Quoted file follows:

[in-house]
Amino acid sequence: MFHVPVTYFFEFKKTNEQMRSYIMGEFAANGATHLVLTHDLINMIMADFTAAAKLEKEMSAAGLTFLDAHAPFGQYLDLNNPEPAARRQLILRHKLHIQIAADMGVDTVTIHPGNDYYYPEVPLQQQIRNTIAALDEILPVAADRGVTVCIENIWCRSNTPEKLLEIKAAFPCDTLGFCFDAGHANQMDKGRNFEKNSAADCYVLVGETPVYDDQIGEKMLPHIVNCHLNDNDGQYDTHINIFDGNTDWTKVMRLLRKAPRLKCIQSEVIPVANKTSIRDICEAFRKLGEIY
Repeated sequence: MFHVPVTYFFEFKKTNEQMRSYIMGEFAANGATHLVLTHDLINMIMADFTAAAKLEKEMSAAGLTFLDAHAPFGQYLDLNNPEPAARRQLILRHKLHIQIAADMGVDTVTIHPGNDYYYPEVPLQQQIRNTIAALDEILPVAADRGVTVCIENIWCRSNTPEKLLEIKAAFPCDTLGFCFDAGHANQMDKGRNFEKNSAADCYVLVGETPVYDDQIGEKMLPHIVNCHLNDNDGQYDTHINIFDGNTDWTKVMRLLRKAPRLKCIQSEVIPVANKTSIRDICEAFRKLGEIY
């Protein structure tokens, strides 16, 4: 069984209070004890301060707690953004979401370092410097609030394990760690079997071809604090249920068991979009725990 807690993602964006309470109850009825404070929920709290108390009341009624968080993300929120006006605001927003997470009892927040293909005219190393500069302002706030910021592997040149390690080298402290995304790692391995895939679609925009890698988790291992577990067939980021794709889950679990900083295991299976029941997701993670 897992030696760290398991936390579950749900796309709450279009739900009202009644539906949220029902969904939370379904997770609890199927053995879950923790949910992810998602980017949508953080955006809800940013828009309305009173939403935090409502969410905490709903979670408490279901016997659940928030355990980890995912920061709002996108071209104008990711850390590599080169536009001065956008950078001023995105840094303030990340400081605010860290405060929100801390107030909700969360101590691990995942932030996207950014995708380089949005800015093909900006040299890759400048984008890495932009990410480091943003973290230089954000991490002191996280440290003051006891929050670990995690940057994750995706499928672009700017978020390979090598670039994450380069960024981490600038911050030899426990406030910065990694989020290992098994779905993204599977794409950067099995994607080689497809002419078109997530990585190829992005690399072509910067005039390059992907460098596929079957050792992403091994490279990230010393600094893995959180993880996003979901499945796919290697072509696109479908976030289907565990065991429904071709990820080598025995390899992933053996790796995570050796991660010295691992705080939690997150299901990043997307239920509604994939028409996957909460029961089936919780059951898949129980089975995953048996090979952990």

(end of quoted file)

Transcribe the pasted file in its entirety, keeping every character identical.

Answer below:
[in-house]
Amino acid sequence: MFHVPVTYFFEFKKTNEQMRSYIMGEFAANGATHLVLTHDLINMIMADFTAAAKLEKEMSAAGLTFLDAHAPFGQYLDLNNPEPAARRQLILRHKLHIQIAADMGVDTVTIHPGNDYYYPEVPLQQQIRNTIAALDEILPVAADRGVTVCIENIWCRSNTPEKLLEIKAAFPCDTLGFCFDAGHANQMDKGRNFEKNSAADCYVLVGETPVYDDQIGEKMLPHIVNCHLNDNDGQYDTHINIFDGNTDWTKVMRLLRKAPRLKCIQSEVIPVANKTSIRDICEAFRKLGEIY
Repeated sequence: MFHVPVTYFFEFKKTNEQMRSYIMGEFAANGATHLVLTHDLINMIMADFTAAAKLEKEMSAAGLTFLDAHAPFGQYLDLNNPEPAARRQLILRHKLHIQIAADMGVDTVTIHPGNDYYYPEVPLQQQIRNTIAALDEILPVAADRGVTVCIENIWCRSNTPEKLLEIKAAFPCDTLGFCFDAGHANQMDKGRNFEKNSAADCYVLVGETPVYDDQIGEKMLPHIVNCHLNDNDGQYDTHINIFDGNTDWTKVMRLLRKAPRLKCIQSEVIPVANKTSIRDICEAFRKLGEIY
């Protein structure tokens, strides 16, 4: 069984209070004890301060707690953004979401370092410097609030394990760690079997071809604090249920068991979009725990 807690993602964006309470109850009825404070929920709290108390009341009624968080993300929120006006605001927003997470009892927040293909005219190393500069302002706030910021592997040149390690080298402290995304790692391995895939679609925009890698988790291992577990067939980021794709889950679990900083295991299976029941997701993670 897992030696760290398991936390579950749900796309709450279009739900009202009644539906949220029902969904939370379904997770609890199927053995879950923790949910992810998602980017949508953080955006809800940013828009309305009173939403935090409502969410905490709903979670408490279901016997659940928030355990980890995912920061709002996108071209104008990711850390590599080169536009001065956008950078001023995105840094303030990340400081605010860290405060929100801390107030909700969360101590691990995942932030996207950014995708380089949005800015093909900006040299890759400048984008890495932009990410480091943003973290230089954000991490002191996280440290003051006891929050670990995690940057994750995706499928672009700017978020390979090598670039994450380069960024981490600038911050030899426990406030910065990694989020290992098994779905993204599977794409950067099995994607080689497809002419078109997530990585190829992005690399072509910067005039390059992907460098596929079957050792992403091994490279990230010393600094893995959180993880996003979901499945796919290697072509696109479908976030289907565990065991429904071709990820080598025995390899992933053996790796995570050796991660010295691992705080939690997150299901990043997307239920509604994939028409996957909460029961089936919780059951898949129980089975995953048996090979952990």